This does seems to be a powerful "Effect." Maybe this should be relegated to a secret or have some other cost to allow Crafting to do more than create a bonus pool like another Ability?
Good points, Paul. Let me comment on them:
Your first point is correct - a character working against an Effect might not have a chance against it. This is, however, surmountable in many different ways, and usually the Effect is only narrowly applicable. To wit:
- The situation needs to be such that the character cannot go around the Effect or desist from attacking it directly.
- The Effect needs to be able to resist the method of attack the character is using against it.
If these both hold true and
the character insists on attacking a high-powered Effect (anything above level 3), then he is, indeed, potentially attacking a force he could not surmount. This is essentially the same as trying to have a conflict without sufficient Leverage - your character can try to walk through a wall all day long, but as long as he doesn't choose to break down the wall with a big hammer or otherwise change the situation, he's not going to succeed. Likewise, the guy with Strength (V) at Mediocre (0) is not going to punch through a "Plate Mail 4/V", however long he tries. He's going to need to try something else.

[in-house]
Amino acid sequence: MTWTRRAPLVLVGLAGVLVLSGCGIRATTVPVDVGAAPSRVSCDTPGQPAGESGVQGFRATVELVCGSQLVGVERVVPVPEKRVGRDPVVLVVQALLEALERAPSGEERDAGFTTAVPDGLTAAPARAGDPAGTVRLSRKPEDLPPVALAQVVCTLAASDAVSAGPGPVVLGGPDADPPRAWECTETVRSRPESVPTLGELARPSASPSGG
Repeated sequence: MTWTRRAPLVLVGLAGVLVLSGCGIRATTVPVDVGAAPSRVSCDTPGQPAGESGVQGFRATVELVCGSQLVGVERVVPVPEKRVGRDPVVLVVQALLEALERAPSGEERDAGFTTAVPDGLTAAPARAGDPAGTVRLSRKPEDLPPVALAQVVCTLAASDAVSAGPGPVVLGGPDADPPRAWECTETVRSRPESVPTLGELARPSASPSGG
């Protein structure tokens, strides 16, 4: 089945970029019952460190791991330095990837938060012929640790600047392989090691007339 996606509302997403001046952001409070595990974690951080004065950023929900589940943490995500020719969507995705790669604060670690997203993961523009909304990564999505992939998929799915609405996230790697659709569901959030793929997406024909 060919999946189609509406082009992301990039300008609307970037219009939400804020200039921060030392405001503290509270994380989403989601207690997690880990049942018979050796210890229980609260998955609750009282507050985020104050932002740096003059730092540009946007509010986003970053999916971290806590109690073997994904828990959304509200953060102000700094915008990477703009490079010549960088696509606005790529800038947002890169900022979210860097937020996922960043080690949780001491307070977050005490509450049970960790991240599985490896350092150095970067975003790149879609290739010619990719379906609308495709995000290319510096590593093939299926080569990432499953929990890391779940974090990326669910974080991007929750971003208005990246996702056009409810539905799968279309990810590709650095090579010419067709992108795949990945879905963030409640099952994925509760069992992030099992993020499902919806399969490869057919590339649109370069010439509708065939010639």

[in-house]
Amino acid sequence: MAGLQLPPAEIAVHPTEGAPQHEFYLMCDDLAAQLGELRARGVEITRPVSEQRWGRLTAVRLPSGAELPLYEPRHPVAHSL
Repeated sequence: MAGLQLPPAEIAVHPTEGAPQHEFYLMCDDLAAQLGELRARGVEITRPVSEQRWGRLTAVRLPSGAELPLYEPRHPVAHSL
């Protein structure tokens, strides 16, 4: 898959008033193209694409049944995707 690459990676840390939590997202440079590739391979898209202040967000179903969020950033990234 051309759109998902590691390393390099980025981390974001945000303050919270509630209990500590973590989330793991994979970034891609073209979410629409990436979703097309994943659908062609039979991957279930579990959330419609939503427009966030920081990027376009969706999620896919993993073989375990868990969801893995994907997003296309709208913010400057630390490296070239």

Although this situation practically means that there are places where the weak character can't hope to win, I find this acceptable, because the opposition in these situations is always lifeless. It's not another character you're fighting with, it's a force of nature, and sometimes you simply don't have the leverage to beat those. If the Story Guide is telling you that the wall you're climbing is an Effect (the legendary White Bulwark of the Ancients, whatever) and one with such a high level that you can't hope to win it - that's the same as refusing to run the conflict because the character lacks Leverage.
(Philosophically, check what the booklet says about Transcendent Effects - those are just like setting facts in all ways, including being immune to overcoming them in conflict. You can't beat gravity with a sword.)
We have to understand, though, that all of this is strictly a matter of setting and campaign style. The Solar System booklet provides many tools, of which some may not be what you'd want to use for certain sorts of campaigns. TSoY makes a point of all things being surmountable, but that might not work for a grittier sort of campaign where you want to have some real limitations in place. I'll discuss these stylistic issues in the TSoY book when I get around to writing it.